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Market Turmoil Continues Amid Rate Concerns


Council on Foreign Relations Newsletter If you are unable to see the message below, click here to view. February 6, 2018 Daily News Brief   TOP OF THE AGENDA Market Turmoil Continues Amid Rate Concerns The Dow Jones industrial average tumbled five hundred points (AP) in early trading Tuesday morning before recovering slightly, following two straight days of severe drops. The Dow on Monday posted its biggest single-day point loss, at 1,175 points; in percentage terms Tuesday’s close was the worst decline since 2011. Global markets in Asia and Europe tumbled in Tuesday trading as well, raising fears of contagion. Markets in Hong Kong and Japan dropped by about 5 percent, while the Stoxx Europe 600 dropped 2.5 percent (WSJ). The VIX index, a measure of Wall Street’s expected volatility, reached its highest level (FT) on Monday since China’s currency devaluation in 2015. Analysts said recent worries about rising bond yields and stronger inflation has hurt market sentiment and led to expectations that central banks will raise interest rates. ANALYSIS "Investors have become concerned that the era of extremely low interest rates that propped up stock prices for years may soon be over. The fear is that the U.S. economy could overheat, forcing the Federal Reserve to aggressively raise interest rates," Matt Egan writes for CNN Money. "Stocks have had a glorious run as low interest rates have chased savings into the markets. But that portfolio shift is probably over, and may well have overshot; witness Monday's fall of more than 4 percent in the S&P 500 index," CFR's Sebastian Mallaby writes for the Washington Post. "The question which is about to be tested is whether the network of financial products that has blossomed this time round turns out to be as precariously constructed as the financial engineering that ended up failing so spectacularly in 2007. History suggests we are about to find out," John Authers writes for the Financial Times. PACIFIC RIM Pence Keeps Open Possibility of Meeting With North Koreans U.S. Vice President Mike Pence has not requested a meeting (NYT) with North Korean envoys during the Winter Olympics beginning in South Korea this week, but, he said, "we'll see what happens." North Korea’s ceremonial head of state, Kim Yong-nam, will lead a twenty-two member delegation to the games. CFR's Patricia Kim writes that the Trump administration is fixated on using pressure alone to denuclearize North Korea.  HONG KONG: An appeals court struck down jail sentences for three activists who had led the pro-democracy "Umbrella movement" protests (BBC) in 2013.  SOUTH AND CENTRAL ASIA Maldives’ Top Judges Arrested Amid Political Turmoil President Abdulla Yameen imposed a state of emergency (FT) and ordered the arrest of the country's top judges, after the Supreme Court last week overturned the conviction of former President Mohamed Nasheed and other opposition figures. Nasheed called on neighboring India to intervene militarily (Al Jazeera). KYRGYZSTAN: Senior U.S. diplomat Henry Ensher began a visit to Bishkek on Monday. Kyrgyz authorities say they will discuss a new bilateral cooperation agreement (RFE/RL); Kyrgyzstan terminated a previous one in 2015 after more than a decade. MIDDLE EAST AND NORTH AFRICA Chlorine Gas Reportedly Used in Syria’s Idlib Medics said nine people were treated for breathing difficulties in Idlib Province caused by what they believed was a bomb carrying chlorine gas. The Syrian opposition attributed that and conventional air and artillery strikes (BBC) elsewhere in Idlib and in the rebel-held town of Eastern Ghouta to government forces and their Russian allies. IRAQ: The United States has begun to transport dozens of troops from Iraq to Afghanistan on daily flights (AP), along with weapons and equipment, according to defense contractors. The rebalancing follows Iraq's declaration of victory over the self-proclaimed Islamic State late last year. SUB-SAHARAN AFRICA Two Blocked Kenyan Stations Back On Air The NTV and KTV channels, which the government had blocked (Al Jazeera) for their plans to broadcast a mock presidential swearing-in by opposition leader Raila Odinga last week, returned to the air on Monday. Two others, Citizen and Inooro, continue to be blocked, according to a local newspaper. CFR's John Campbell discusses the government's reaction to Odinga’s stunt.  SOUTH SUDAN: Juba recalled its ambassador to the United States after Washington announced arms restrictions on the government (VOA) last week.  EUROPE Russia, U.S. Declare Compliance With Arms Treaty Ahead of a deadline Monday, Moscow and Washington both declared that they are in compliance with a 2010 treaty that limits each to 1,550 deployed strategic nuclear warheads (RFE/RL) and some 700 deployed intercontinental ballistic missiles, submarine-launched ballistic missiles, and strategic bombers. This CFR Backgrounder looks at the uncertain future of the Intermediate-Range Nuclear Forces Treaty. GERMANY: North Korea has used its Berlin embassy (VOA) to procure material for its nuclear weapons program, German intelligence chief Han-Georg Maassen said in a TV interview on Monday. AMERICAS Canada, Philippines Sign Combat Helicopter Deal The Philippines will buy sixteen combat helicopters (Reuters) from the Canadian Commercial Corporation for $233 million. The deal comes as President Rodrigo Duterte is seeking to modernize the military to fight Maoist rebels and Islamist militants. CHILE: A victim of church sex abuse made public a letter he wrote to the Vatican in 2015 (BBC) accusing Bishop Juan Barros of witnessing and covering up abuse by another priest. After facing protests during his trip to Chile last month for defending Barros, Pope Francis dispatched an investigator. UNITED STATES Audit Warns of Lax Bookkeeping at Pentagon The Pentagon's Defense Logistics Agency is unable to account for more than $800 million spent on construction projects (Politico), according to an internal audit by the accounting firm Ernst & Young that found weak financial management across the agency. The DLA commands a budget of $40 billion annually for procurement across the military and other federal agencies.         Council on Foreign Relations — 58 East 68th Street — New York, NY 10065 CFR does not share email addresses with third parties. Forward This Email | Subscribe to CFR Newsletters | Unsubscribe - - - - - - - - - - - - - - - - - - - - - - - - - - - - - - - - -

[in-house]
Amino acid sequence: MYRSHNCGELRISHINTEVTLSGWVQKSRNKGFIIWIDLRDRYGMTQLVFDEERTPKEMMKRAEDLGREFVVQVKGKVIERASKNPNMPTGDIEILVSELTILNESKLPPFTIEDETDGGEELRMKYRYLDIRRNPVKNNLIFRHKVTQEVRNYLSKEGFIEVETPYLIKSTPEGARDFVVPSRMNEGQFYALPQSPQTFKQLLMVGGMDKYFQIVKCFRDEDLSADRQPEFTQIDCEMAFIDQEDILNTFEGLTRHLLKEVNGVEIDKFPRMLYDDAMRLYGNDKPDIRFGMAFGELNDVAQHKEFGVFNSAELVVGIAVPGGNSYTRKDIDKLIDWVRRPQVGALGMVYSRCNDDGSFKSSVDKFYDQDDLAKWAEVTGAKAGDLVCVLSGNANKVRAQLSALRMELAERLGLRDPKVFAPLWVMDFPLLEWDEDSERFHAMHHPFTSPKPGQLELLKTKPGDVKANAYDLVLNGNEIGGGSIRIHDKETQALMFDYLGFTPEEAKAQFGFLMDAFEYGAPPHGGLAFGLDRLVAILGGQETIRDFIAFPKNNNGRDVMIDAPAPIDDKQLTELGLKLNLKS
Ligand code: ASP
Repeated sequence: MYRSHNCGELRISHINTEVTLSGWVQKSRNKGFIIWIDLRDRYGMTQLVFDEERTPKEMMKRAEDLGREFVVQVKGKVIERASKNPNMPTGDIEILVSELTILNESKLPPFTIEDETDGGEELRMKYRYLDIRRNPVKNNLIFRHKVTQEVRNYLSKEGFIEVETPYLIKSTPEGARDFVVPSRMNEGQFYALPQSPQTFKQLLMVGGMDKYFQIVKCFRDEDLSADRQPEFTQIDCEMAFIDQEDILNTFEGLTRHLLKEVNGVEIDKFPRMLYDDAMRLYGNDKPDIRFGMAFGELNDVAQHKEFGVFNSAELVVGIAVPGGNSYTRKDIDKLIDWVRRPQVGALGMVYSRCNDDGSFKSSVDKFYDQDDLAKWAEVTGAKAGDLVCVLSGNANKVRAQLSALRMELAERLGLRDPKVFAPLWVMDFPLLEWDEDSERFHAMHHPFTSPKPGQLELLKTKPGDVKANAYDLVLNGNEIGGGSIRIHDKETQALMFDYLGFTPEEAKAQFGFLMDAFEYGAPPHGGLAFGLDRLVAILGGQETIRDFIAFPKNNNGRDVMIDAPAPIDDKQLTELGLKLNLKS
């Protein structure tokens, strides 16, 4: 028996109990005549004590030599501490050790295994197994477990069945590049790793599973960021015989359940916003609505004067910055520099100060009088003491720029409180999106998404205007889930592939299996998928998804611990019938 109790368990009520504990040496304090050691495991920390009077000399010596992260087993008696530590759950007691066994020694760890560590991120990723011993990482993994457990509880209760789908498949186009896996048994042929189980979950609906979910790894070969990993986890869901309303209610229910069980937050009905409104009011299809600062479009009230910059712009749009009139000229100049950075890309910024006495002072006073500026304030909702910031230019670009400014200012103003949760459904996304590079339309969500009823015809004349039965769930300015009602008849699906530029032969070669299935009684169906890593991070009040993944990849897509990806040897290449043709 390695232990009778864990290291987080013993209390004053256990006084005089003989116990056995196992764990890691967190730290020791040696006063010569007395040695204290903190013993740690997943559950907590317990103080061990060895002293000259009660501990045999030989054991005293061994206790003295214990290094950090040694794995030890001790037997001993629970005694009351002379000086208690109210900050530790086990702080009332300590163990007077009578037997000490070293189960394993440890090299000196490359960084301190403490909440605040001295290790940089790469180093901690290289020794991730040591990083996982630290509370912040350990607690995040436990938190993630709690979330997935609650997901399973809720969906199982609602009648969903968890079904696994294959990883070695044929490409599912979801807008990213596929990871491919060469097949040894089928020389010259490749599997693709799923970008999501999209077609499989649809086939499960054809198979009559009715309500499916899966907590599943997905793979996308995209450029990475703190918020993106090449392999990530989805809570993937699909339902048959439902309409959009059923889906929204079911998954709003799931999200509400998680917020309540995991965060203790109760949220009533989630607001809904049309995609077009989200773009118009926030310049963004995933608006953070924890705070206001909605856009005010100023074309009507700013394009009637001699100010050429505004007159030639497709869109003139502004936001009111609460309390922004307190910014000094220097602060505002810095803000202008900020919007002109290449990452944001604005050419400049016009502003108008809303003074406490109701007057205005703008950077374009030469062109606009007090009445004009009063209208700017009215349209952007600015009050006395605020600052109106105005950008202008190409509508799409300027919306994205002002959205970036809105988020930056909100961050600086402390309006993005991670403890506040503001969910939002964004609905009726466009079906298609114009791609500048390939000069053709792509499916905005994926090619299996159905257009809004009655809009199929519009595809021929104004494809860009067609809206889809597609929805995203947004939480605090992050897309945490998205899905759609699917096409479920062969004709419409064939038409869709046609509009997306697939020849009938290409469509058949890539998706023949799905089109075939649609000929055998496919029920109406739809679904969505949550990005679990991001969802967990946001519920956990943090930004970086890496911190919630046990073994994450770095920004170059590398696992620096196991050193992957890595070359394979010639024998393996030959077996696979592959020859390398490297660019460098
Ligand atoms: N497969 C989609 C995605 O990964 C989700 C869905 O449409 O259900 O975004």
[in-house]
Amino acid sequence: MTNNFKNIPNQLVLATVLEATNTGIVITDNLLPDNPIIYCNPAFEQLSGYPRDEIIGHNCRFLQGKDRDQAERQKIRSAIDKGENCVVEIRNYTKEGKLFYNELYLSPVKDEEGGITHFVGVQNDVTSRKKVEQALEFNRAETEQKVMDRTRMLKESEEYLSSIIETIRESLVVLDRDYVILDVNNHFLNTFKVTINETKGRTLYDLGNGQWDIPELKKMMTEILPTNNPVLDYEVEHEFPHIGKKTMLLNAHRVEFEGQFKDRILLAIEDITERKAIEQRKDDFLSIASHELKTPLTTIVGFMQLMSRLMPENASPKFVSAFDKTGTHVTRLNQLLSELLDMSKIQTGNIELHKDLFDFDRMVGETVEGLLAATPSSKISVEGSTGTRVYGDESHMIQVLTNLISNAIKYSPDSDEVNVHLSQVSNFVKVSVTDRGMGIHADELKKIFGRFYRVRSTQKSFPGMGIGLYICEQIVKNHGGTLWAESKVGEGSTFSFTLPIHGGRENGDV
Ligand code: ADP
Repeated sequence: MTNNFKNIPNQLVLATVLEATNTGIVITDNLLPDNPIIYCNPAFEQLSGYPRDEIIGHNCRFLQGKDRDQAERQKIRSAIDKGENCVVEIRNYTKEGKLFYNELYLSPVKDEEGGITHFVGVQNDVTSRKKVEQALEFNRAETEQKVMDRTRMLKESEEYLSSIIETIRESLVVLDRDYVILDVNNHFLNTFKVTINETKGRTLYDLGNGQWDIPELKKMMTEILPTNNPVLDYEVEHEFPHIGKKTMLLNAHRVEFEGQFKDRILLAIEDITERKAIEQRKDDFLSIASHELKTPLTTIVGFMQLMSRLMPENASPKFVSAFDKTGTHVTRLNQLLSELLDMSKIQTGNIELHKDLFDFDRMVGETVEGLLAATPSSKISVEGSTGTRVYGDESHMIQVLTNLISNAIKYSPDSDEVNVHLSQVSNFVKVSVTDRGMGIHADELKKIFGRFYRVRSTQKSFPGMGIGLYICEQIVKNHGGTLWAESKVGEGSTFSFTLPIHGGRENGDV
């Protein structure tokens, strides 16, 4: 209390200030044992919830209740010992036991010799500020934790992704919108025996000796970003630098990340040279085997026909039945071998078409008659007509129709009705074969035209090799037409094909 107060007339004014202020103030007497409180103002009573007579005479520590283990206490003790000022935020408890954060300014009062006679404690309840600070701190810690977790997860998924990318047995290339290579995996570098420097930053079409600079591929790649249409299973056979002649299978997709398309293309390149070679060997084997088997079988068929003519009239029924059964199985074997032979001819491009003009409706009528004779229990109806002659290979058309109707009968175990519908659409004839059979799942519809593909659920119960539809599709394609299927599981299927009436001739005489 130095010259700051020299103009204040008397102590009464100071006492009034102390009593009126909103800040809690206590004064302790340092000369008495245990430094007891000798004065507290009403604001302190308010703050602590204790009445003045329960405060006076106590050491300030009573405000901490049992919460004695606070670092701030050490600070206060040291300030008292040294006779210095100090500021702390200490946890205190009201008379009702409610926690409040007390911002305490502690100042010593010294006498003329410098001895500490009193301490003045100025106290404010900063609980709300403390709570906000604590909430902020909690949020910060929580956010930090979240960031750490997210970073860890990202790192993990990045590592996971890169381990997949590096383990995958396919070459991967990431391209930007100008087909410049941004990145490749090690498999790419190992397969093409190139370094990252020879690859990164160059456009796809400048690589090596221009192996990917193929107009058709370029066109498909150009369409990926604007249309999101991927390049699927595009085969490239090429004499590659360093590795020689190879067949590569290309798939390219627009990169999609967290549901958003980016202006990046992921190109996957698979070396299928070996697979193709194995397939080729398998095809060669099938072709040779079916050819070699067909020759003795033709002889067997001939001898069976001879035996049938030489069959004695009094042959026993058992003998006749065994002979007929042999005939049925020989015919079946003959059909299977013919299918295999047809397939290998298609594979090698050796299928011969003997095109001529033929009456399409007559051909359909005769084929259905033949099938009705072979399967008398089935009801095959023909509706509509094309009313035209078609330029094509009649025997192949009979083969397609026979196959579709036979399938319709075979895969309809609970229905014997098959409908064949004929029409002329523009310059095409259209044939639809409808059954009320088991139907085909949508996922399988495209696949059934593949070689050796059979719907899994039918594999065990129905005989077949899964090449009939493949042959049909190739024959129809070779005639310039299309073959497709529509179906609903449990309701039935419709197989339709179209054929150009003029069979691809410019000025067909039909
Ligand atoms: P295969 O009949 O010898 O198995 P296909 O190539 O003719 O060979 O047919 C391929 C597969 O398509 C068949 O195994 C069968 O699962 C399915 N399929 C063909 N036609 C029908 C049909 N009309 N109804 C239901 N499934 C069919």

Date: February 07, 2018 at 12:01AM